Starting an LLC in California You Have Questions We Have Some Answers For You
Everyone said start an LLC? But why? Here are answers to some of the most commonly asked questions on that very subject. These questions are being answered from a “General” perspective and are not state specific. Check with our information on our website that is dedicated to starting your business in California state.
Note: We will be updating this page with state specific information in the coming weeks. So be sure to check back soon for more helpful advice.
Your cost for starting an LLC will vary, why you ask? Firstly state fees will vary from state to state. You can expect to be paying somewhere between $50 and $500 to get the LLC formation up and running.
You will then have annual expenses for filings approx. $100 – $200 a year dependable on your state of registration.
A person or business that is nominated to receive all mail and to send legal documents on behalf of your company. In some states they are referred to as the agent for service of process.
All LLC’s will require a registered agent regardless of state.
Firstly an operating agreement is not required in each and every state. However the value of ensuring you have an operating agreement is crucial for protection of the running of your company.
Also if you are a multi member LLC this agreement will outline each member’s responsibility to the LLC.
Having an operating agreement in place is very important in the unfortunate event of a member dispute or lawsuit from a third party.
Articles of organization for your LLC refers to the legal document that you will submit to the state within which you are forming your LLC.
This document will outline such items as your legal entity name, the purpose of the business and also the registered agent name and address. These are also often referred to as the certificate of formation or certificate of organization.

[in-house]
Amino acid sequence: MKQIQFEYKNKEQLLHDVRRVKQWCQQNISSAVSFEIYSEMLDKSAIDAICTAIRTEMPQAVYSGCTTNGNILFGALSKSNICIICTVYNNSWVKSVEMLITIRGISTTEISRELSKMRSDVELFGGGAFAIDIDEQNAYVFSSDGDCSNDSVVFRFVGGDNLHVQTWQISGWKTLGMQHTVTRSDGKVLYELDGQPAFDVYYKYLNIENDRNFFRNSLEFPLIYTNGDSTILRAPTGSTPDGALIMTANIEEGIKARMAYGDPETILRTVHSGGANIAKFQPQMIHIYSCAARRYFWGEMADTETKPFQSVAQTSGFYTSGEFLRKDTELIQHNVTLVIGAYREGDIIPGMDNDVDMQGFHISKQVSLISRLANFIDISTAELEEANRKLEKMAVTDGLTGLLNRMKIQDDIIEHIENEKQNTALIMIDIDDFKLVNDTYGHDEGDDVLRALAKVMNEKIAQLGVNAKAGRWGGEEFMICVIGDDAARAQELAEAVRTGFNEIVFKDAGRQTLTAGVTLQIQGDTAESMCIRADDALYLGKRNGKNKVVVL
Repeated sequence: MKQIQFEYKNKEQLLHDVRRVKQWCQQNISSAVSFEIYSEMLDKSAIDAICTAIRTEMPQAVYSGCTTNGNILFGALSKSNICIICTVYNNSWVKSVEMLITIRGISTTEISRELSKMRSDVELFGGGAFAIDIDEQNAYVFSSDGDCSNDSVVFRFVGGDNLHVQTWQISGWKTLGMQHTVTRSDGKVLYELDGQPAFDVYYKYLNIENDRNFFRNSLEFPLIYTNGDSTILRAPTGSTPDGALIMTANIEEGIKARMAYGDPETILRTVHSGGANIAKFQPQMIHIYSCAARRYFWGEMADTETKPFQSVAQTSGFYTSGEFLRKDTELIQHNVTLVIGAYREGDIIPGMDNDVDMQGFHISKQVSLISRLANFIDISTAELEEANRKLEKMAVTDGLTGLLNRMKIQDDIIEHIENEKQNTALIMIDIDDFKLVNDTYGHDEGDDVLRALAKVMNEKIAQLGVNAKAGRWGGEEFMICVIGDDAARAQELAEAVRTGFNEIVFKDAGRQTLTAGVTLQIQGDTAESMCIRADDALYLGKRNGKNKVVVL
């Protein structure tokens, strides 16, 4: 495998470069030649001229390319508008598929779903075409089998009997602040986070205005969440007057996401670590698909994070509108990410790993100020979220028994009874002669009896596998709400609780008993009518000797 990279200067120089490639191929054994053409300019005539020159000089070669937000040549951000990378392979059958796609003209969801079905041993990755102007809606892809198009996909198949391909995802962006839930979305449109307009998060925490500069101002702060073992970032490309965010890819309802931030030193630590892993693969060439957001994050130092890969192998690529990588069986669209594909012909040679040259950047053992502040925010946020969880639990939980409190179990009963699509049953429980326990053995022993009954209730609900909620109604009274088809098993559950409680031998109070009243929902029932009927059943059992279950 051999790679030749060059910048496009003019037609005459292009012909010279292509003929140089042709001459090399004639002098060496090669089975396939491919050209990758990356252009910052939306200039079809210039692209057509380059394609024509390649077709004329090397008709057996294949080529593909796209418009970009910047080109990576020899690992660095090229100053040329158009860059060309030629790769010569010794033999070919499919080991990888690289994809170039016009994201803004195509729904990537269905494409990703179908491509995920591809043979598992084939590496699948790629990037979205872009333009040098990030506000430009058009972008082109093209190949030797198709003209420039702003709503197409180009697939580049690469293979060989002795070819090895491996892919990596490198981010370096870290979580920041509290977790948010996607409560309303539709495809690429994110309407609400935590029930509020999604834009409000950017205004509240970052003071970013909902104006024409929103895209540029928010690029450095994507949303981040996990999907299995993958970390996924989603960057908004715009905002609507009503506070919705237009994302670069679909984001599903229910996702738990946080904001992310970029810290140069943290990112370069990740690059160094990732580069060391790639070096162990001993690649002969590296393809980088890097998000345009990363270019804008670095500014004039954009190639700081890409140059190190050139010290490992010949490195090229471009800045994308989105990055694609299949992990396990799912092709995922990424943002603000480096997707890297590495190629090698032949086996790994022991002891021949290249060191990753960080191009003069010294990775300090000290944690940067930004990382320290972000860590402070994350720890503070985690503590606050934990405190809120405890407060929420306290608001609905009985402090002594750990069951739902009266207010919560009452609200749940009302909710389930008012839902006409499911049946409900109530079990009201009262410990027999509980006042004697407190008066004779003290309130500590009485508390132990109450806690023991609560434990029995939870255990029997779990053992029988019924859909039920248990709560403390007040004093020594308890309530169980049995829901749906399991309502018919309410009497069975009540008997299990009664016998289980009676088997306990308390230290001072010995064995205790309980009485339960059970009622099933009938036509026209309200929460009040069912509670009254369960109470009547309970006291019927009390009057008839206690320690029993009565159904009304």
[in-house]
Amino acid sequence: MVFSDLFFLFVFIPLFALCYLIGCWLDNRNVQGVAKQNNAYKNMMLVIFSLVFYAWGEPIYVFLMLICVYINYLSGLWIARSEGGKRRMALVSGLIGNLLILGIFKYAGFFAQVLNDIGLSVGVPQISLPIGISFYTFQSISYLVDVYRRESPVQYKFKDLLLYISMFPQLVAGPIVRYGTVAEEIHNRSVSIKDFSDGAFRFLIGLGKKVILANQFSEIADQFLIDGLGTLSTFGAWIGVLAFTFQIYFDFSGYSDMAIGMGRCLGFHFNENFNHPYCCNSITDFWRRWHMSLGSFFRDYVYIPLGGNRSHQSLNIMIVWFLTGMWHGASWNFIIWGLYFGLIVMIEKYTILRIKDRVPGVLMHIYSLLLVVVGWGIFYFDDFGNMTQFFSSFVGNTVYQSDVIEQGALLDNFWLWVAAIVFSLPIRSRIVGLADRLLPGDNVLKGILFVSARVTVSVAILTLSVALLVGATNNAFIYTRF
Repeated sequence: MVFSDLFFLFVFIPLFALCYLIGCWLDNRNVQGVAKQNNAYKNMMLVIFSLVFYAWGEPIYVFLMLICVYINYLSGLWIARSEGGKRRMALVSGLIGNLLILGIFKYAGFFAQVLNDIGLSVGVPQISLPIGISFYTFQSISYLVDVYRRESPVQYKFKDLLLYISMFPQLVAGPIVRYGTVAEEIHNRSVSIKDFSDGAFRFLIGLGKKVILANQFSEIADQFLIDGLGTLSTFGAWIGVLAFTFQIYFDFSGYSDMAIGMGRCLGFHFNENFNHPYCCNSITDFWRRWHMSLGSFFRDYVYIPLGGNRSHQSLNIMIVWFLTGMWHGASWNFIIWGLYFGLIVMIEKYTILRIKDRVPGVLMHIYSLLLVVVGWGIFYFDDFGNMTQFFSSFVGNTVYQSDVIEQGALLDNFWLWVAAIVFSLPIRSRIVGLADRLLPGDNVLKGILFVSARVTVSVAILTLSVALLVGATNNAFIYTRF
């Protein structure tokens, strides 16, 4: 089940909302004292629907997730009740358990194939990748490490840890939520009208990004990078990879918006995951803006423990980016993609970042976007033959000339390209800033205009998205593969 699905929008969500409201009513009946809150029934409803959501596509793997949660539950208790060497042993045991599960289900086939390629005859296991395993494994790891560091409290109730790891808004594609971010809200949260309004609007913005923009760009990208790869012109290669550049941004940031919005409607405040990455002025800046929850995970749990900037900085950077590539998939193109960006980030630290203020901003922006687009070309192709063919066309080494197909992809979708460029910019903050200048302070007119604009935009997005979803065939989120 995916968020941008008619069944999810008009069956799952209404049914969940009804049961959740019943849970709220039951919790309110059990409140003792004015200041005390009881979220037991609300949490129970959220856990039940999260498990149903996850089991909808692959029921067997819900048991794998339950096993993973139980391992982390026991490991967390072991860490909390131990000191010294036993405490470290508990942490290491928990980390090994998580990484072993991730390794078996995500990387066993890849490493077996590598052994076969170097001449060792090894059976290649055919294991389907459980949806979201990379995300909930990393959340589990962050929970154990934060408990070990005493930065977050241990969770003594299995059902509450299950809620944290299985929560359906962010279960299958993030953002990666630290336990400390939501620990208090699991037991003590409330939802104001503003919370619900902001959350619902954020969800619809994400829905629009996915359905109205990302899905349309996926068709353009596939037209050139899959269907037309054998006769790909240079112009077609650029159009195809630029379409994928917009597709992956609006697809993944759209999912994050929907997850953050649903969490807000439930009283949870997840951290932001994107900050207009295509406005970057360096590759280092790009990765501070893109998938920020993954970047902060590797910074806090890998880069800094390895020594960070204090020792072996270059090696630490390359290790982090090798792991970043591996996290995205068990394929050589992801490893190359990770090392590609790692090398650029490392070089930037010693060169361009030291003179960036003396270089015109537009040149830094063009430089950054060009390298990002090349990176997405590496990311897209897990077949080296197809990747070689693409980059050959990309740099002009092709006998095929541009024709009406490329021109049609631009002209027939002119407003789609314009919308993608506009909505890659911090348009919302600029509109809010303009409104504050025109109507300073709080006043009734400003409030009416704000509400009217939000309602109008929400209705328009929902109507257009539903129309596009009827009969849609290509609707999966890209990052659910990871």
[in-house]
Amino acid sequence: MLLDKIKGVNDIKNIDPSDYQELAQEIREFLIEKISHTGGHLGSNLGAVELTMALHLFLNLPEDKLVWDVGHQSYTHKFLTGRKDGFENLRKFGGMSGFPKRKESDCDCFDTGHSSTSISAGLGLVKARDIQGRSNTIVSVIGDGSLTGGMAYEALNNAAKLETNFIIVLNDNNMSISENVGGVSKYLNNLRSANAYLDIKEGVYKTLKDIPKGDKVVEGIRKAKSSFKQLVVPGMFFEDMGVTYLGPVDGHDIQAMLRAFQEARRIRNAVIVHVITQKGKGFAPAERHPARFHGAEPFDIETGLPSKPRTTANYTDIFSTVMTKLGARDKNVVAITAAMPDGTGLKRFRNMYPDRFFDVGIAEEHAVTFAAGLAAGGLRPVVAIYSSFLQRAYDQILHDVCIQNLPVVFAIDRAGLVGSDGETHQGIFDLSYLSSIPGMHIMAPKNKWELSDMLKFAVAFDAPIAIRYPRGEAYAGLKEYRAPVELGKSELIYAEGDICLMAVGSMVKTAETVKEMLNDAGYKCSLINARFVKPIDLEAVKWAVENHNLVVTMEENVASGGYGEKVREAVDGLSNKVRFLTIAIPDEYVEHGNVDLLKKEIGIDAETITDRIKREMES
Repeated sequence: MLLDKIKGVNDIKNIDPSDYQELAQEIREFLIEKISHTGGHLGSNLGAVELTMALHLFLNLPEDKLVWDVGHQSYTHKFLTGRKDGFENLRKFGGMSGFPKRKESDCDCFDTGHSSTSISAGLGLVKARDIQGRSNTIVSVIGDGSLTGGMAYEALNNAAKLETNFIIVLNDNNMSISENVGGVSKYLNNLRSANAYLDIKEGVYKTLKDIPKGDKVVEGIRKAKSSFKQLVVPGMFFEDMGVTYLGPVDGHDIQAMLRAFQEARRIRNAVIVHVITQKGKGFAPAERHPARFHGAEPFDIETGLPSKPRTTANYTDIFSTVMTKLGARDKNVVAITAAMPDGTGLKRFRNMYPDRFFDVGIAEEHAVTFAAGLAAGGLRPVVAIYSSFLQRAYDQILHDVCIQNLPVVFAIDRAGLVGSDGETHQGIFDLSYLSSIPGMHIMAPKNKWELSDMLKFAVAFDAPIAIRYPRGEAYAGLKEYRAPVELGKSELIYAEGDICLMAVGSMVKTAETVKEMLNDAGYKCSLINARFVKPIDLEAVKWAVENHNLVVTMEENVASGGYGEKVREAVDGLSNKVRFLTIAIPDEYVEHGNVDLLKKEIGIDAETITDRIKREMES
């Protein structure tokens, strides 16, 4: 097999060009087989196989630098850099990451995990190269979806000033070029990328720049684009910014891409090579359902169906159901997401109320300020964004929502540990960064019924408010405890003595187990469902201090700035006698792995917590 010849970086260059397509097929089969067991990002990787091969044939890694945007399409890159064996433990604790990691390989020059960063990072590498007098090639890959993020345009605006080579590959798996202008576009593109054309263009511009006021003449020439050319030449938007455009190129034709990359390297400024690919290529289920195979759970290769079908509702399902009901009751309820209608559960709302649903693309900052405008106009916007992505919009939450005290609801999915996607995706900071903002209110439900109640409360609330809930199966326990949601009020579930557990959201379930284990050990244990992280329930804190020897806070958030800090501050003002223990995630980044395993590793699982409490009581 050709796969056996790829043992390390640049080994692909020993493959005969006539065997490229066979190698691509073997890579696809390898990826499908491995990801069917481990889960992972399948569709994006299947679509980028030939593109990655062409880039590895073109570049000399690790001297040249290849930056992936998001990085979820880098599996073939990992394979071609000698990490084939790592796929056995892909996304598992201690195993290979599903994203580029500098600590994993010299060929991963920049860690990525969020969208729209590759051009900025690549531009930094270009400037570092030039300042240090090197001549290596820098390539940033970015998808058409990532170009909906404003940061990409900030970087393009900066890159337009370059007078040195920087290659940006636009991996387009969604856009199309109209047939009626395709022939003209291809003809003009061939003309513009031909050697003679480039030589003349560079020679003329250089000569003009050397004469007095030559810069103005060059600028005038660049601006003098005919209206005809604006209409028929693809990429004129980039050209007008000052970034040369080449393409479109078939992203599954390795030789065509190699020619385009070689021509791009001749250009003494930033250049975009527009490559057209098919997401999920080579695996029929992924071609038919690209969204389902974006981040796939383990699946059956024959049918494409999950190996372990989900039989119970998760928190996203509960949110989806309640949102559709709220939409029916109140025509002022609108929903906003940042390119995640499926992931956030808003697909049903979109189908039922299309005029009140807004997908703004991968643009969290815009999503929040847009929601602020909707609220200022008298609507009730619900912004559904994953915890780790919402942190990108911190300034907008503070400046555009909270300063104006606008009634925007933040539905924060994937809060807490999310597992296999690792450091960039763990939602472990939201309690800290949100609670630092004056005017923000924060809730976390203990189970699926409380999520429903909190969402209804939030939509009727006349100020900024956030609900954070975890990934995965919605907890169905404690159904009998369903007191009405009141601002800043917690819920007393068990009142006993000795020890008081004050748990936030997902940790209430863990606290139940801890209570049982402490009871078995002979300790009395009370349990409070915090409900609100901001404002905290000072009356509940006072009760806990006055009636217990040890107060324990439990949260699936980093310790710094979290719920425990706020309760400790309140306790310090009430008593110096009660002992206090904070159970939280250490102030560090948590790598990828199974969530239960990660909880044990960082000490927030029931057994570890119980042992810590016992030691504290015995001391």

One of the advantages and attractions of an LLC is called pass-through taxation. Meaning that the profits generated by the LLC will “pass-through” to its member/s. Your accountant will issue each member with a K1 who then reports the additional income on their personal taxes.
Checking with your state is always advisable as although LLCs are pass-through entities, there are several types of state-level tax that may still apply to your LLC and should be researched.
State and County Sales Tax
Selling taxable goods or services, you will need to register for a seller’s permit and collect sales tax on behalf of your state.
Is your new company selling goods or services that will be taxed in your state? If so then you will need to register with the state so that you can pay your sales taxes that you will be collecting on each sale.
These again depend on your state and will be broken down into state and county fees that will be paid monthly or quarterly depending on your state of registration
The main benefits of an LLC and why it is a popular business entity are as follows.
An LLC offers the liability protection of a corporation with the benefit of pass-through taxation.
In addition to this an LLC is affordable and very easy to maintain. Making it the most popular of business entities.
Following registration guidelines and processing everything yourself will take approximately -3 weeks depending on your state of registration. Also varies from state to state.
Many states offer same-day or expedited LLC formation for an extra fee. You will also find many services and law firms that also offer same day rush services.
Short answer NO. However you are starting a business and like everything you need the right foundation in order to be successful.
You may well find it better to hire a professional firm or lawyer to form your LLC. Sometimes it’s best to stick to what you do best and let the pro’s do the rest.
Short answer NO they do not. LLC’s are managed by their owner, members or the managing member. They do not have shareholders like a public company.
No, an LLC is owned by its members; it is not a publicly traded company and therefore does not have shares to sell on the stock market. Being owned by its members the profits are split as per written in the operating agreement.
How you get paid depends on the decision of how the LLC will be taxed.
In a single-member LLC (SMLLC) or multi-member LLC (MMLLC), you can pay yourself:
With a distribution that passes through to your individual tax return
With a salary and distribution as an S corporation (S corp)